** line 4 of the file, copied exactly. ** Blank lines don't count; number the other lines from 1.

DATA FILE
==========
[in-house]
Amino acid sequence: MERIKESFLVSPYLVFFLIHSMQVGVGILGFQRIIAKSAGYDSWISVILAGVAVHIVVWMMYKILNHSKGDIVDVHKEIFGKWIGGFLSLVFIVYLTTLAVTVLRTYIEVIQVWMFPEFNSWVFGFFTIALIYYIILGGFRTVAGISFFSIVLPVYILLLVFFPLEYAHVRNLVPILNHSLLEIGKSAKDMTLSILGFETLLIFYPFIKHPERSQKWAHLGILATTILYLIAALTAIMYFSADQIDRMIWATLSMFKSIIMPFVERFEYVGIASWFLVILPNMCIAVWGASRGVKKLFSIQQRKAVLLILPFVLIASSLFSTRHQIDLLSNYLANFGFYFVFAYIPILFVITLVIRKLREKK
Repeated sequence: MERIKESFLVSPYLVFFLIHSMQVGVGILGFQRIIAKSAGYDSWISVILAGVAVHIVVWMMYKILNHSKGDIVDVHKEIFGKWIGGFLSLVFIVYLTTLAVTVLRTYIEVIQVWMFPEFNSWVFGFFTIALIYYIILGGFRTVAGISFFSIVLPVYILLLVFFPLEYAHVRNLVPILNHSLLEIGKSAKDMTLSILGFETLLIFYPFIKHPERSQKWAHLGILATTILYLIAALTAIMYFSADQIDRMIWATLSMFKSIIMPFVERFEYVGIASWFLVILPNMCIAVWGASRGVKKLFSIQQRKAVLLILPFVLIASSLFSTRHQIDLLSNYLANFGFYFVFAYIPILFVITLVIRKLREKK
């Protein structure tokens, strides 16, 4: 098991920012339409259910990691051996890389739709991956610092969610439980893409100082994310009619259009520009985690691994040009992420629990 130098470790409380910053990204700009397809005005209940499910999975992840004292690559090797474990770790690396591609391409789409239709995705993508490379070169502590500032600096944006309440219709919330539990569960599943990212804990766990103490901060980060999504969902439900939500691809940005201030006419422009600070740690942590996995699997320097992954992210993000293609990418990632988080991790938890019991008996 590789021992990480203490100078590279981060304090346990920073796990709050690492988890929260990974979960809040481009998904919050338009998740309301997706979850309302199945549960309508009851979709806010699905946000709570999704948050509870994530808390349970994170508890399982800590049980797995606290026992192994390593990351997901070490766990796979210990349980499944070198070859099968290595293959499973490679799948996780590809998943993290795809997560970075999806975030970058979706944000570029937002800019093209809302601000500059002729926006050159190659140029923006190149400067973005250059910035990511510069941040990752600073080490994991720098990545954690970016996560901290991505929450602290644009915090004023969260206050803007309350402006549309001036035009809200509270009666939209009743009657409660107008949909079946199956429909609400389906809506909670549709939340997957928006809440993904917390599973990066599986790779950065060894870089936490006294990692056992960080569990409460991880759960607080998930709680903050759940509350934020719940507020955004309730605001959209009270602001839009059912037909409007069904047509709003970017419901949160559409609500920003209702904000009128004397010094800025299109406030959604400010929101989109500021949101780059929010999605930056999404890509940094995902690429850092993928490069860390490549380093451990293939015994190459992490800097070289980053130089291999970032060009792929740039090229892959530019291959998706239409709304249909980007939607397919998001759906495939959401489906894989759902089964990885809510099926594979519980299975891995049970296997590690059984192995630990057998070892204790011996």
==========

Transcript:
């Protein structure tokens, strides 16, 4: 098991920012339409259910990691051996890389739709991956610092969610439980893409100082994310009619259009520009985690691994040009992420629990 130098470790409380910053990204700009397809005005209940499910999975992840004292690559090797474990770790690396591609391409789409239709995705993508490379070169502590500032600096944006309440219709919330539990569960599943990212804990766990103490901060980060999504969902439900939500691809940005201030006419422009600070740690942590996995699997320097992954992210993000293609990418990632988080991790938890019991008996 590789021992990480203490100078590279981060304090346990920073796990709050690492988890929260990974979960809040481009998904919050338009998740309301997706979850309302199945549960309508009851979709806010699905946000709570999704948050509870994530808390349970994170508890399982800590049980797995606290026992192994390593990351997901070490766990796979210990349980499944070198070859099968290595293959499973490679799948996780590809998943993290795809997560970075999806975030970058979706944000570029937002800019093209809302601000500059002729926006050159190659140029923006190149400067973005250059910035990511510069941040990752600073080490994991720098990545954690970016996560901290991505929450602290644009915090004023969260206050803007309350402006549309001036035009809200509270009666939209009743009657409660107008949909079946199956429909609400389906809506909670549709939340997957928006809440993904917390599973990066599986790779950065060894870089936490006294990692056992960080569990409460991880759960607080998930709680903050759940509350934020719940507020955004309730605001959209009270602001839009059912037909409007069904047509709003970017419901949160559409609500920003209702904000009128004397010094800025299109406030959604400010929101989109500021949101780059929010999605930056999404890509940094995902690429850092993928490069860390490549380093451990293939015994190459992490800097070289980053130089291999970032060009792929740039090229892959530019291959998706239409709304249909980007939607397919998001759906495939959401489906894989759902089964990885809510099926594979519980299975891995049970296997590690059984192995630990057998070892204790011996």